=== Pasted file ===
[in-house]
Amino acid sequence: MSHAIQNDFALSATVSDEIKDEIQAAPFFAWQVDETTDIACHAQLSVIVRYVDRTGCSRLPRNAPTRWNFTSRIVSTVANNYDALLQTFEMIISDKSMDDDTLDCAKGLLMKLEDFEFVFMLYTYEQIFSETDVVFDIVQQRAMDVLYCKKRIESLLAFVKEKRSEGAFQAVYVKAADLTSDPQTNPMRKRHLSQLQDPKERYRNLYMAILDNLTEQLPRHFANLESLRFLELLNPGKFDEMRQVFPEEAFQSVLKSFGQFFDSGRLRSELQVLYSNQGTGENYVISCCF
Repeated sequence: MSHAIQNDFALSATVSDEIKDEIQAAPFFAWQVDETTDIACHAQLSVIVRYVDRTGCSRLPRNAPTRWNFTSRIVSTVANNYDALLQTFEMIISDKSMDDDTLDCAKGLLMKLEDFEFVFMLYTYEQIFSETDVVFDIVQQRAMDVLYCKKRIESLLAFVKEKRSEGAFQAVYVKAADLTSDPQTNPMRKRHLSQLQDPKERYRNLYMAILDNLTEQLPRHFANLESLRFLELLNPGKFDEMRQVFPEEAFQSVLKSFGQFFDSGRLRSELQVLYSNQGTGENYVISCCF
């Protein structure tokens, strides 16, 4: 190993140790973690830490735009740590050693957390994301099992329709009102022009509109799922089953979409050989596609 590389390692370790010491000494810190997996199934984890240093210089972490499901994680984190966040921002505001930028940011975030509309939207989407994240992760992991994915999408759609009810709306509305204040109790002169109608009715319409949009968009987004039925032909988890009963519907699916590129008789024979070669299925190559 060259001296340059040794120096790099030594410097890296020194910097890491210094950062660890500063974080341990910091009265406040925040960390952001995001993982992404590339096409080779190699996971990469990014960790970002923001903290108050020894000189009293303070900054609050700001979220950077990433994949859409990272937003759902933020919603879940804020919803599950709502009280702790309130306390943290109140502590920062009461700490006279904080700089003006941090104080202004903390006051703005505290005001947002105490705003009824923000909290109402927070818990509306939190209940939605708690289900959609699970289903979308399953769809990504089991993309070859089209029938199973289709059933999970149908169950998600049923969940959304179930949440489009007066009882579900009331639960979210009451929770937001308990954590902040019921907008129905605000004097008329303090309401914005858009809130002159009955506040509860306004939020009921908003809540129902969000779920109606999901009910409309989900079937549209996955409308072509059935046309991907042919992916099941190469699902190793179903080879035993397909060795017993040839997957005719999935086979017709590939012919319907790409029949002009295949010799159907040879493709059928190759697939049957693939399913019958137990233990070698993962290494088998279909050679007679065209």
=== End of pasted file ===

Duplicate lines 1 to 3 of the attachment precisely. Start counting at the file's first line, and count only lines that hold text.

[in-house]
Amino acid sequence: MSHAIQNDFALSATVSDEIKDEIQAAPFFAWQVDETTDIACHAQLSVIVRYVDRTGCSRLPRNAPTRWNFTSRIVSTVANNYDALLQTFEMIISDKSMDDDTLDCAKGLLMKLEDFEFVFMLYTYEQIFSETDVVFDIVQQRAMDVLYCKKRIESLLAFVKEKRSEGAFQAVYVKAADLTSDPQTNPMRKRHLSQLQDPKERYRNLYMAILDNLTEQLPRHFANLESLRFLELLNPGKFDEMRQVFPEEAFQSVLKSFGQFFDSGRLRSELQVLYSNQGTGENYVISCCF
Repeated sequence: MSHAIQNDFALSATVSDEIKDEIQAAPFFAWQVDETTDIACHAQLSVIVRYVDRTGCSRLPRNAPTRWNFTSRIVSTVANNYDALLQTFEMIISDKSMDDDTLDCAKGLLMKLEDFEFVFMLYTYEQIFSETDVVFDIVQQRAMDVLYCKKRIESLLAFVKEKRSEGAFQAVYVKAADLTSDPQTNPMRKRHLSQLQDPKERYRNLYMAILDNLTEQLPRHFANLESLRFLELLNPGKFDEMRQVFPEEAFQSVLKSFGQFFDSGRLRSELQVLYSNQGTGENYVISCCF